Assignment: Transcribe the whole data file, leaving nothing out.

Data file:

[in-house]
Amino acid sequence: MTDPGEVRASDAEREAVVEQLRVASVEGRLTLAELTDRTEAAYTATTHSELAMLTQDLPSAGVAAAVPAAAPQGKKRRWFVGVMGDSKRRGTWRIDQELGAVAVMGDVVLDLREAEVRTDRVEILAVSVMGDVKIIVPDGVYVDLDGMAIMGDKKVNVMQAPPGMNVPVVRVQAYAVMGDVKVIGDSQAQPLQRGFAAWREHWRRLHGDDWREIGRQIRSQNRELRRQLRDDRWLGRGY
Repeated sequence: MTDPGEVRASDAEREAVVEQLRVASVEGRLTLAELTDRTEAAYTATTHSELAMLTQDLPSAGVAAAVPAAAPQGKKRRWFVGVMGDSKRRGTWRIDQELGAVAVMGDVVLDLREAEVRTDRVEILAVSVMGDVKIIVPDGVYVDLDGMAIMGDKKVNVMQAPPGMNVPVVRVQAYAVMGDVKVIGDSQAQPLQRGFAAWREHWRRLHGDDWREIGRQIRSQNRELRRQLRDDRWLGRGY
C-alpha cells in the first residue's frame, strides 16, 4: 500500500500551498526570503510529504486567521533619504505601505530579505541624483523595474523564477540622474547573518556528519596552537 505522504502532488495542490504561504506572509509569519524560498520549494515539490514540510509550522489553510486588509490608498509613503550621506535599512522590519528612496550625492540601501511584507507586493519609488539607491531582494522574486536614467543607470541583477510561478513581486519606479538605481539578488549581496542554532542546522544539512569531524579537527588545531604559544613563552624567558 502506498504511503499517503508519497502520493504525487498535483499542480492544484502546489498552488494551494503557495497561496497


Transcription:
[in-house]
Amino acid sequence: MTDPGEVRASDAEREAVVEQLRVASVEGRLTLAELTDRTEAAYTATTHSELAMLTQDLPSAGVAAAVPAAAPQGKKRRWFVGVMGDSKRRGTWRIDQELGAVAVMGDVVLDLREAEVRTDRVEILAVSVMGDVKIIVPDGVYVDLDGMAIMGDKKVNVMQAPPGMNVPVVRVQAYAVMGDVKVIGDSQAQPLQRGFAAWREHWRRLHGDDWREIGRQIRSQNRELRRQLRDDRWLGRGY
Repeated sequence: MTDPGEVRASDAEREAVVEQLRVASVEGRLTLAELTDRTEAAYTATTHSELAMLTQDLPSAGVAAAVPAAAPQGKKRRWFVGVMGDSKRRGTWRIDQELGAVAVMGDVVLDLREAEVRTDRVEILAVSVMGDVKIIVPDGVYVDLDGMAIMGDKKVNVMQAPPGMNVPVVRVQAYAVMGDVKVIGDSQAQPLQRGFAAWREHWRRLHGDDWREIGRQIRSQNRELRRQLRDDRWLGRGY
C-alpha cells in the first residue's frame, strides 16, 4: 500500500500551498526570503510529504486567521533619504505601505530579505541624483523595474523564477540622474547573518556528519596552537 505522504502532488495542490504561504506572509509569519524560498520549494515539490514540510509550522489553510486588509490608498509613503550621506535599512522590519528612496550625492540601501511584507507586493519609488539607491531582494522574486536614467543607470541583477510561478513581486519606479538605481539578488549581496542554532542546522544539512569531524579537527588545531604559544613563552624567558 502506498504511503499517503508519497502520493504525487498535483499542480492544484502546489498552488494551494503557495497561496497